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How Does Military Deployment Affect Child Custody?

Military Deployment and Child Custody

The State of Texas is home to many military bases, housing servicemen and women of many different branches of the military. The high numbers of military personnel living in Texas means that military service and deployment can often play a part in family law matters, such as child possession and access.

It is important to understand how military deployment can affect the rights the serving parent has to his or her child.

The Texas Family code offers specific protection regarding parenting time and access to the parent’s child when that military parent is deployed.

What is Deployment?

Military deployment is not equivalent to a change of duty station. Instead, military deployment starts with the physical movement of individuals and units from their designated home installation to a designated theater of operations.

The difference between duty station and deployment lies in the fact that the parent’s family and children cannot go with the military parent on a deployment. If a change of duty station is occurring, then the member’s family can come with that person or can visit him or her at this new station.

In addition, a deployment signifies a temporary location. Duty stations tend to be a more permanent assignment.

How does it affect custody?

When a military parent is ordered to military deployment, mobilization or temporary military duty location at a location that is a substantial distance from the other parent’s residence, either parent may file a request for a temporary order modifying possession or access to the child.

Of course, the child’s best interests are always the main consideration whenever these modification requests are made.

The parents who are military service members are required to create a care plan for the child, designating who will care for the child in the event that parent is called into duty. This care plan, however, does not hold the power to modify the court order currently in place.

If the parent is a uniformed military member, it is required that he or she be ready to be deployed throughout the world on short notice. To protect children that the service member may have under the age of 19 years old, the parent is required to complete a Family Care Certificate (FCC).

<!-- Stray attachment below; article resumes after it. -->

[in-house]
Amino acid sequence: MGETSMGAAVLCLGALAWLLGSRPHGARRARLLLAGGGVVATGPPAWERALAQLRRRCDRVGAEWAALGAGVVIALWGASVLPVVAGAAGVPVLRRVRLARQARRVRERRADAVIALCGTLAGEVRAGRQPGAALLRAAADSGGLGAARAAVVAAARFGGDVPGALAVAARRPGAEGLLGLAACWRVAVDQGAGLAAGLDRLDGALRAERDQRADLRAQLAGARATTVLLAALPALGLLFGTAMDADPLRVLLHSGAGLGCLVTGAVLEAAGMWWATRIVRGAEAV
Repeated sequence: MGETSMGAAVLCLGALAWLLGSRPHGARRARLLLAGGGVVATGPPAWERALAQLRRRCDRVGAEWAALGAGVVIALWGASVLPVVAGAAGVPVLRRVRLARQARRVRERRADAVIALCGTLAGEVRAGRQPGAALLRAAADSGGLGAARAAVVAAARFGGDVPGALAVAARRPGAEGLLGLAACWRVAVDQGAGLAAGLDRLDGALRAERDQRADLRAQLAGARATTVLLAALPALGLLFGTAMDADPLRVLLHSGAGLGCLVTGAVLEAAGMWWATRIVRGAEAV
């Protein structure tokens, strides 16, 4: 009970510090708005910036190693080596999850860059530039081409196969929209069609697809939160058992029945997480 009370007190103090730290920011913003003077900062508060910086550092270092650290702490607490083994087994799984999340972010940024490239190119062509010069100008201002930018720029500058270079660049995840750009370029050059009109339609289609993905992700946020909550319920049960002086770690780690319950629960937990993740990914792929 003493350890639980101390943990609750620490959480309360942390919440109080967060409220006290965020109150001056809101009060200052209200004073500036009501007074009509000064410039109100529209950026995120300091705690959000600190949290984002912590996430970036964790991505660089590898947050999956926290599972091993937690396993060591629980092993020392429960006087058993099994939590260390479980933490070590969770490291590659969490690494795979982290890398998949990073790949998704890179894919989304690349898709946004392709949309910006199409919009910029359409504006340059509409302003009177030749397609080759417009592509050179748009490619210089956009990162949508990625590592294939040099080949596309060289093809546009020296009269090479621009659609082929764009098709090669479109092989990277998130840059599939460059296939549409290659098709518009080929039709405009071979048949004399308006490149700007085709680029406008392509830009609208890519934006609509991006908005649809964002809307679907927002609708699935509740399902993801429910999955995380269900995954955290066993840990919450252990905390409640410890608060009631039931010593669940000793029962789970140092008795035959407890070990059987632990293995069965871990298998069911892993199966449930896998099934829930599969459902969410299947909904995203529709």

A court order may also select a person to exercise right of possession of child for the periods when the military parent is deployed.

If the military parent is the conservator who does not hold the exclusive right to be designated as the child’s primary residential parent, he or she can seek additional periods of time of possession to compensate for time lost with the child due to deployment. This request must be within 90 days of finishing military deployment.

If the parent makes this request, the court will consider the child’s best interests. The court will also look to whether there was a designated person who visited the child on behalf of the deployed parent during the period of deployment.

Whenever one or more of the parents are members of the military, relocation and deployment is always a reality. Therefore, it is important that parenting plans be created with this possibility in mind.

If the military parent is required to move long-distance due to his or her service for a temporary duty assignment (TDY), a long-distance parenting plan can include travel arrangements. This can help the parent-child relationship be preserved and continued as much as possible.

One possibility is for parents to create a clause in the parenting plan that goes in place whenever a temporary duty assignment or oversea deployment takes place. The parents may choose to extend summer or winter breaks to allow the military parent to make up for time lost.

It is key that contact be maintained between the military parent and the child as much as possible. In many deployments, this contact is not always easy or allowed, especially if the parent is in hostile or distant territory.

It is important that the residential parent do whatever is possible to support the child’s relationship with the deployed parent by fostering that communication. The designation of a relative of the deployed parent to visit the child as much as possible can also assist in supporting this relationship.

A family law attorney can work with one parent or both parents to create a parenting plan that works best for their situation. If the primary residential parent is not being cooperative in allowing the deployed parent to make up time with the child due to deployment, it is important that an attorney be contacted to file a request to make up time within 90 days after deployment ends.

Contact A Custody Lawyer Today

If you have questions about how military deployment can affect your case, please contact family lawyers at Scott M. Brown and Associates. You can reach us by calling (979) 318-3075 or completing our online form. We have offices in Angleton, League City/ Clear Lake, and Pearland.

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